Allied Commanders 3.1.0 guide: Lock & Load

The new Allied Commanders map - Lock & Load - feels like the first "experienced players only" mission. Here's a few tips to help you claim victory!

Patch 3.1.0 of Starcraft II: Legacy of the Void is here, and with it came a new Allied Commanders map, as well as a new character leading the allied armies to victory. This guide will inform you on how to proceed through the Lock & Load mission without getting overwhelmed!

General Strategy

Lock & Load acts as the Allied Commanders' version of the Temple of Unification mission from Legacy of the Void. It is a slightly larger map compared to what Allied Commanders players are used to, and will provide a bit more of a challenge than the standard missions. Why? Because unlike previous co-op missions, Lock & Load requires that both armies be present while capturing the targets.

As is clearly visible in the above image, this map is at least twice the size of the typical Allied Commanders missions. With enemy bases on either side of the allied base, one can expect to be attacked at any time by enemy waves. It is generally ill-advised to attack the main enemy bases on the southeastern most part of the map as it is heavily guarded - in contrast to previous maps where an entire enemy base could be wiped out on easier modes.

The goal of Lock & Load is to secure the Celestial Locks (seen to the right). Amon's forces will constantly send out waves of troops to claim the Locks for themselves, slowly adding to a timer found on the top-right of the screen. If the enemy force holds any of the locks for too long, then the allied players will lose the game.

When it boils down to it, Lock & Load is a countdown map. All you need to do is make sure that your army is big enough to take on a small to mid-size base, as well as any enemy troops that will come your way. The enemy waves are also much more powerful - and larger - than any previous Allied Commanders map. Even on Normal mode, players can expect to be overwhelmed if they do not build up a force fast enough to fend off attacks.

When taking locks from the enemy, be sure that both players are present. Even if you have to send a worker unit in place of a soldier both players have to stand on the point to secure the lock. That said, you can leave one unit (from each team) at the point and still secure the lock. The enemy typically sends a recovery wave every 2 minutes or so. As such, any lonely troops that are securing the locks can do so without worry of retaliation. Just make sure that your ally understands this, and you will secure victory without any problems.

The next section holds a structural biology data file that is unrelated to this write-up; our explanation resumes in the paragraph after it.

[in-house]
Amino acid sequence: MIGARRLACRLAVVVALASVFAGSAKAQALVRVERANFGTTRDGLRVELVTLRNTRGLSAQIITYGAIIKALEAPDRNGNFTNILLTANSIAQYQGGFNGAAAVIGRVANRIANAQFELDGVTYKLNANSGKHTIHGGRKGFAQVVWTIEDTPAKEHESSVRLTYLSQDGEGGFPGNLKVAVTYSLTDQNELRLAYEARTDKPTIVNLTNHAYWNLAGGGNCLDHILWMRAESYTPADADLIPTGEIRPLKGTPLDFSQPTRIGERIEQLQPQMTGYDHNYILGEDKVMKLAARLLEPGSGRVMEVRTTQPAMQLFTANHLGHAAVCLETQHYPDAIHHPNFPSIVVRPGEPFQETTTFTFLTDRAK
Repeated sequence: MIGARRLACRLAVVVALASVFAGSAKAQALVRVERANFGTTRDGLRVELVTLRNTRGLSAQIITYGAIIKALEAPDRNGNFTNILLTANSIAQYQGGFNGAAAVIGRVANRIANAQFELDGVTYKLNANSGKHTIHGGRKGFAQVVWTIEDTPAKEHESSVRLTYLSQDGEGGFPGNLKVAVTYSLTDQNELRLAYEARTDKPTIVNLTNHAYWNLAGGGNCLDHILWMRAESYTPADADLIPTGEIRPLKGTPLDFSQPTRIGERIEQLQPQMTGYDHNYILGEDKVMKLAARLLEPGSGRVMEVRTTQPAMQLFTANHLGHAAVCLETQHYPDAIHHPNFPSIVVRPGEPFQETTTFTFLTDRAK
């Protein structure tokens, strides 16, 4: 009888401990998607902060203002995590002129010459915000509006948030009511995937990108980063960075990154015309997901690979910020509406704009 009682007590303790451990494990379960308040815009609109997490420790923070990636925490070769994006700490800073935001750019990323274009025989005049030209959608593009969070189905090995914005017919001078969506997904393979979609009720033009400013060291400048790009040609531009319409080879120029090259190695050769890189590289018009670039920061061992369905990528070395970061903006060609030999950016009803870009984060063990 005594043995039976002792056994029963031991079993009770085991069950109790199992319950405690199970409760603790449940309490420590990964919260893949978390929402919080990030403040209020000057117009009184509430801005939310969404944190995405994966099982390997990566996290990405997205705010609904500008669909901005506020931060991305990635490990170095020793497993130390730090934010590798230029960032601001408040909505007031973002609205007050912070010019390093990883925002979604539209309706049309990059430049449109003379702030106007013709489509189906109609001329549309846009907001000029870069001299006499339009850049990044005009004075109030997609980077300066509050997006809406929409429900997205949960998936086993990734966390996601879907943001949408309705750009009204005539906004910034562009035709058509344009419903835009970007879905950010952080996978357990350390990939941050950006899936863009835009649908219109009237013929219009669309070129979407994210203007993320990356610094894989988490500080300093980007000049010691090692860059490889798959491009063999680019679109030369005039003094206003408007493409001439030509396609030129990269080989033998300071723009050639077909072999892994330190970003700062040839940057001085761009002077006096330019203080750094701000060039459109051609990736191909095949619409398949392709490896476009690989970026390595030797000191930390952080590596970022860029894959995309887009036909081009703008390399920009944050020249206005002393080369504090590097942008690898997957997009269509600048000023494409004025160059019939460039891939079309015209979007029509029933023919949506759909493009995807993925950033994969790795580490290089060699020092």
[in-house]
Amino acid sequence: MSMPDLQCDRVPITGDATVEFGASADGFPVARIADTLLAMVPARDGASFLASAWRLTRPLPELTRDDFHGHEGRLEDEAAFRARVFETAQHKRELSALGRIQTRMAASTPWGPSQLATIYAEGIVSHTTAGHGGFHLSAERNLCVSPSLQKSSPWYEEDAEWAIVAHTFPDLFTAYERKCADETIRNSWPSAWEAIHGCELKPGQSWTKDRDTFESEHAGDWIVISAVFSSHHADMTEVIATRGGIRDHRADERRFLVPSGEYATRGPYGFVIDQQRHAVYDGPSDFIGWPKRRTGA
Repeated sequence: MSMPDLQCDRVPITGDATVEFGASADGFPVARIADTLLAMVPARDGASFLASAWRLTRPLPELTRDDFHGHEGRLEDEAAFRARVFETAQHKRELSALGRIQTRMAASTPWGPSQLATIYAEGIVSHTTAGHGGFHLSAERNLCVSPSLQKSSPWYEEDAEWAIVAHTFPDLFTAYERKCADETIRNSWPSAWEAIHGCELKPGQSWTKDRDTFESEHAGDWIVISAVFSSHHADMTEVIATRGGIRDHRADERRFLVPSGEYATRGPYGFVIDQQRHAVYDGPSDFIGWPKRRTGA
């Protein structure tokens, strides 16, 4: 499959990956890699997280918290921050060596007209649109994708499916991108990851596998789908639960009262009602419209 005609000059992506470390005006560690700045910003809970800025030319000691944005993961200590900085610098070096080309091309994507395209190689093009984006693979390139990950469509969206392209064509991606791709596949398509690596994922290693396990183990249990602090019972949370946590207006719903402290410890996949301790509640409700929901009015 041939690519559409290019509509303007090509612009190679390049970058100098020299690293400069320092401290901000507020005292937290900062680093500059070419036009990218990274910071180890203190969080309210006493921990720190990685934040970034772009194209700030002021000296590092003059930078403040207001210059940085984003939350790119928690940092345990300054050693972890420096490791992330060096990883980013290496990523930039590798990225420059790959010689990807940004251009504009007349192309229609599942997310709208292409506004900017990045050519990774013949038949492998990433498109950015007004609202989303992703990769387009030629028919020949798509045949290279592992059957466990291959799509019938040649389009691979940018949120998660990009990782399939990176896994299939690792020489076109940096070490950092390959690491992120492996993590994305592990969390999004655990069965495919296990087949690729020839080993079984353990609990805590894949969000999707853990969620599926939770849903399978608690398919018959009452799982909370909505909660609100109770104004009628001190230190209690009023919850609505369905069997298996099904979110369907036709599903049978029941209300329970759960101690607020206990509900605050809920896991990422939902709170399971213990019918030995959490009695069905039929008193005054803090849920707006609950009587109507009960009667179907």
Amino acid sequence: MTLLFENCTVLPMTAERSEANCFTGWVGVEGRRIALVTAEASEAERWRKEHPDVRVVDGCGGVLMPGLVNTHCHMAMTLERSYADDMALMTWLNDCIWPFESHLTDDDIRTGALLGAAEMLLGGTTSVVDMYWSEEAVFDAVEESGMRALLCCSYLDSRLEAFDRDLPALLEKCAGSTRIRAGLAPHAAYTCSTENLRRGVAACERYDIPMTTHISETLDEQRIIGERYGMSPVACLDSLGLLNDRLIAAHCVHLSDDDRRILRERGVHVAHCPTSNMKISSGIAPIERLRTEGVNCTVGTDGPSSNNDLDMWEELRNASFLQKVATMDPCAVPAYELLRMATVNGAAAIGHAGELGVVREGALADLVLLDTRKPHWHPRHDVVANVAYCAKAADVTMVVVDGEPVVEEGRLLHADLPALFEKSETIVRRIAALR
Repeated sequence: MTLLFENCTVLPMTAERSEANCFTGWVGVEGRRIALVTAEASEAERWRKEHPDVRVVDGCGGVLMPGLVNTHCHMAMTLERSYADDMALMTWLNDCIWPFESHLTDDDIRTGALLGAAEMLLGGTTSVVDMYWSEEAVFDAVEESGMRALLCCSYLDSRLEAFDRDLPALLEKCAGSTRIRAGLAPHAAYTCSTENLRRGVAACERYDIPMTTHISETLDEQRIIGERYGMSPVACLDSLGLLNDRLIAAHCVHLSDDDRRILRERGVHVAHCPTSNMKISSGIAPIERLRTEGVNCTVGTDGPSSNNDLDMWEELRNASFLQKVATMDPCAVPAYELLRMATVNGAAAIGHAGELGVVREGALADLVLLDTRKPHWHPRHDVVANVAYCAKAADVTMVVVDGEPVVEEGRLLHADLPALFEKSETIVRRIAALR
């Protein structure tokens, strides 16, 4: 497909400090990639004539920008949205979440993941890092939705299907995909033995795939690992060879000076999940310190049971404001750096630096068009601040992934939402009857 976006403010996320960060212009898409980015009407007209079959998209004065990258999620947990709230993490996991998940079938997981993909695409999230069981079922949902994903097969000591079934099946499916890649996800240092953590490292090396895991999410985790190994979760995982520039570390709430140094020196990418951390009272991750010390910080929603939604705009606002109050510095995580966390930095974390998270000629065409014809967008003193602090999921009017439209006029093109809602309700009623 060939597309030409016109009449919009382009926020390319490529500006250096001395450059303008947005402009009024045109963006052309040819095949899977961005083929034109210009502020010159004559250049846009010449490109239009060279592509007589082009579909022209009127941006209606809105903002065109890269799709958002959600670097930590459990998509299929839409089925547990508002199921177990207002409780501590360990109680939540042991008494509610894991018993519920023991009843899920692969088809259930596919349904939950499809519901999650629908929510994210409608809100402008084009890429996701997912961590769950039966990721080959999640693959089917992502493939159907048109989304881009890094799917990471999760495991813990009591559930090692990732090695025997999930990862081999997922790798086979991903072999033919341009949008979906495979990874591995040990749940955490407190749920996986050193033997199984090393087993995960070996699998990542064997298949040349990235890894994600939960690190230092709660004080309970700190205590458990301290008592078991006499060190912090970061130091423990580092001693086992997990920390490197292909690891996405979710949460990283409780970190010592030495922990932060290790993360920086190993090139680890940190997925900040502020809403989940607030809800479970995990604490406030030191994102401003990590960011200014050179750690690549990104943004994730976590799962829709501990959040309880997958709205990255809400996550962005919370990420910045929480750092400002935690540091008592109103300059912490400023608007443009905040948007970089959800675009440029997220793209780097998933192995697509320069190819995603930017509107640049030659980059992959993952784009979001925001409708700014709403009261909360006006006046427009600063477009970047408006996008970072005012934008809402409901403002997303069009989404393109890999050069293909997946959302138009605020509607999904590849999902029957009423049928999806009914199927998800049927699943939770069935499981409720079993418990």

Lock & Load is a brutal map on harder difficulties. In the above image we managed to capture the last lock only seconds before the overload gauge filled up and our main base went up in flames.

Bonus Objective

The Xel'naga Construct - seen above - is an enemy unit that can be destroyed to receive a whopping 3000 XP. It can be somewhat tricky trying to balance destroying the construct with securing the Locks, but it can be done.

Just remember to micromanage your units so that only a single ground unit is standing by the locks at any given time. By doing so, you can free up the rest of your remaining troops while the Locks are being purified. The Construct has a fairly large HP pool, so be sure to bring enough backup to destroy it in one go. If you don't, it will recover Health and Shield points until you return.

That's all there is to it!

Well, that's a bit of an understatement...however, as long as you remember your Starcraft II basics and follow this guide, there should be fairly slim odds of you failing to finish the mission with a "Victory" screen. Just remember: only one of each team's units needs to stand by the Locks to purify them, and the enemy will only reclaim the locks every 2 minutes or so. Otherwise, play this map as you would any multiplayer or campaign map and you should be fine!

Also, if you're looking to get used to Karax as a commander, you can find the all-you-need-to-know guide here!

Featured Columnist

Author, GameSkinny columnist, and part-time childhood destroyer. David W. Fisher (otherwise known as RR-sama) is a no B.S. reviewer and journalist who will ensure that you get as close to the facts as humanly possible!

Published Dec. 29th 2015

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